The 48 ride was one of those cool trips where it feels like you know everyone on the bus. We ran into my friend Paulette, whom I met several years ago (through Bus Nerd) on the 3. Actually, I originally met Paulette many years earlier, when I was still a child, because, as we discovered upon our second meeting on the 3, she knew my dad. Again, I digress.

Paulette is a teacher and a student, and she was on her way to the UW to make copies of some old bound issues of Labor’s Heritage, to do research for a class about education for revolution, or the revolution of education, or some equally cool subject.

I didn’t catch all of the details about her class because in the middle of our conversation, Sarah B, a woman I went to high school with, sat down next to us. Sarah was also on her way to the U, no doubt to work on her dissertation, so she can go ahead and knock out that PhD in environmental anthropology.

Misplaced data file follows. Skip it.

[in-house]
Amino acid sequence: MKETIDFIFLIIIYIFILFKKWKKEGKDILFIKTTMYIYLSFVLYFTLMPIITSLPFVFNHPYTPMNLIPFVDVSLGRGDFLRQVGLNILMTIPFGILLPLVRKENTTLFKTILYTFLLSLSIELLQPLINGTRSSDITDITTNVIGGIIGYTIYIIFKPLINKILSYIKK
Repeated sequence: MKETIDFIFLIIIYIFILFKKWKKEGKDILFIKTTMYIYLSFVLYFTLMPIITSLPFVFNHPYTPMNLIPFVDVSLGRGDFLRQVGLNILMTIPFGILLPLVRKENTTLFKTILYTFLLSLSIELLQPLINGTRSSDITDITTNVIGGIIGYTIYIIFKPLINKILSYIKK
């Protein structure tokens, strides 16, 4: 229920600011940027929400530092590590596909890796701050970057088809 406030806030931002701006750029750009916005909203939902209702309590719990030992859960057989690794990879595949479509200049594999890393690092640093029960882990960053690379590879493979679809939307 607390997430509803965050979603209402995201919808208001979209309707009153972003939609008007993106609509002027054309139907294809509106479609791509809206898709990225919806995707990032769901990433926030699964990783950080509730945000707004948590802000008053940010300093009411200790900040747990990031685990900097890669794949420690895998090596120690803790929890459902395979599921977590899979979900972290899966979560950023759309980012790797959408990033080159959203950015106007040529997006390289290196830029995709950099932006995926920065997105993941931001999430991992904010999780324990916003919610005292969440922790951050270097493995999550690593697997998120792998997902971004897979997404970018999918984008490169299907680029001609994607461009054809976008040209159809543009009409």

We all got to talking–about the sunny weather, the origins of Chicklet’s name, and Paulette’s blog (about local eating) for the Splendid Table.

I got so caught up in conversation that Chicklet and I missed our stop and had to backtrack a couple of blocks (in the sunshine!) to Montlake Freeway Station to catch our transfer.

For worse: Freeway station interrogation

Just as Chicklet and I had settled in on the bench to await the trusty 545, a rather odd man (there were no obvious outward signs of his oddness, but I have very sensitive insanedar, honed from a lifetime of bus riding) sat down next to us.